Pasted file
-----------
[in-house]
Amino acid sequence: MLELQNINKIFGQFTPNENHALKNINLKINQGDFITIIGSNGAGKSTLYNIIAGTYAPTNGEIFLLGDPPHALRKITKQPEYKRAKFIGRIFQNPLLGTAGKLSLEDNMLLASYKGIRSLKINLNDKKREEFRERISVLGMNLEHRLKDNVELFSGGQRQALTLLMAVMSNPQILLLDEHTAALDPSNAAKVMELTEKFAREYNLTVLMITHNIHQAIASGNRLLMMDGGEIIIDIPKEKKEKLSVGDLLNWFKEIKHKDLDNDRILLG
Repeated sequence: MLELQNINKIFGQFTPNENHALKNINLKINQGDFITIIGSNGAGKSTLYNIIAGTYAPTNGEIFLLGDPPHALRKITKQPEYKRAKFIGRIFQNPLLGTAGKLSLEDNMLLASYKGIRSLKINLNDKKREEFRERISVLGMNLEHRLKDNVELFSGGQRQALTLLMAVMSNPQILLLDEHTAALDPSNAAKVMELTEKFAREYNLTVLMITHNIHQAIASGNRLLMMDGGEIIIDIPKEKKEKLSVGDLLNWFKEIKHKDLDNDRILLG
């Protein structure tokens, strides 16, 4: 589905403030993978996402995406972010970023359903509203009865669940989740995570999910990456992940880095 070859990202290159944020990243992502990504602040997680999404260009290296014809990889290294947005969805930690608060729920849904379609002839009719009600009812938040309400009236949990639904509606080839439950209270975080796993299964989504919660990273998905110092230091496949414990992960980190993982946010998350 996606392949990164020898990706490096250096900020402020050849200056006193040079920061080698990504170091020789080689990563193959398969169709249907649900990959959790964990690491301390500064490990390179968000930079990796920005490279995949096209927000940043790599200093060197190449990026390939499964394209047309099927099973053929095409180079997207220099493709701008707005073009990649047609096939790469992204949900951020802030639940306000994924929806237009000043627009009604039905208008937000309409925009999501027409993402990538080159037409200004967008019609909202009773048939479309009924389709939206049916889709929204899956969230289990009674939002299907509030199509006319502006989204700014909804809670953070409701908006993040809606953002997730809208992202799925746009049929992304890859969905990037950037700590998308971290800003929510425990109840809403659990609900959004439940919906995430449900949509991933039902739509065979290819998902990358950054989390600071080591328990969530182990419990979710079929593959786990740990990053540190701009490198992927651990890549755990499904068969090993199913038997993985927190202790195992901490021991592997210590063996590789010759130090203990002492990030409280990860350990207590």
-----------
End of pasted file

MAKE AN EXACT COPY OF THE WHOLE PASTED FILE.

[in-house]
Amino acid sequence: MLELQNINKIFGQFTPNENHALKNINLKINQGDFITIIGSNGAGKSTLYNIIAGTYAPTNGEIFLLGDPPHALRKITKQPEYKRAKFIGRIFQNPLLGTAGKLSLEDNMLLASYKGIRSLKINLNDKKREEFRERISVLGMNLEHRLKDNVELFSGGQRQALTLLMAVMSNPQILLLDEHTAALDPSNAAKVMELTEKFAREYNLTVLMITHNIHQAIASGNRLLMMDGGEIIIDIPKEKKEKLSVGDLLNWFKEIKHKDLDNDRILLG
Repeated sequence: MLELQNINKIFGQFTPNENHALKNINLKINQGDFITIIGSNGAGKSTLYNIIAGTYAPTNGEIFLLGDPPHALRKITKQPEYKRAKFIGRIFQNPLLGTAGKLSLEDNMLLASYKGIRSLKINLNDKKREEFRERISVLGMNLEHRLKDNVELFSGGQRQALTLLMAVMSNPQILLLDEHTAALDPSNAAKVMELTEKFAREYNLTVLMITHNIHQAIASGNRLLMMDGGEIIIDIPKEKKEKLSVGDLLNWFKEIKHKDLDNDRILLG
């Protein structure tokens, strides 16, 4: 589905403030993978996402995406972010970023359903509203009865669940989740995570999910990456992940880095 070859990202290159944020990243992502990504602040997680999404260009290296014809990889290294947005969805930690608060729920849904379609002839009719009600009812938040309400009236949990639904509606080839439950209270975080796993299964989504919660990273998905110092230091496949414990992960980190993982946010998350 996606392949990164020898990706490096250096900020402020050849200056006193040079920061080698990504170091020789080689990563193959398969169709249907649900990959959790964990690491301390500064490990390179968000930079990796920005490279995949096209927000940043790599200093060197190449990026390939499964394209047309099927099973053929095409180079997207220099493709701008707005073009990649047609096939790469992204949900951020802030639940306000994924929806237009000043627009009604039905208008937000309409925009999501027409993402990538080159037409200004967008019609909202009773048939479309009924389709939206049916889709929204899956969230289990009674939002299907509030199509006319502006989204700014909804809670953070409701908006993040809606953002997730809208992202799925746009049929992304890859969905990037950037700590998308971290800003929510425990109840809403659990609900959004439940919906995430449900949509991933039902739509065979290819998902990358950054989390600071080591328990969530182990419990979710079929593959786990740990990053540190701009490198992927651990890549755990499904068969090993199913038997993985927190202790195992901490021991592997210590063996590789010759130090203990002492990030409280990860350990207590």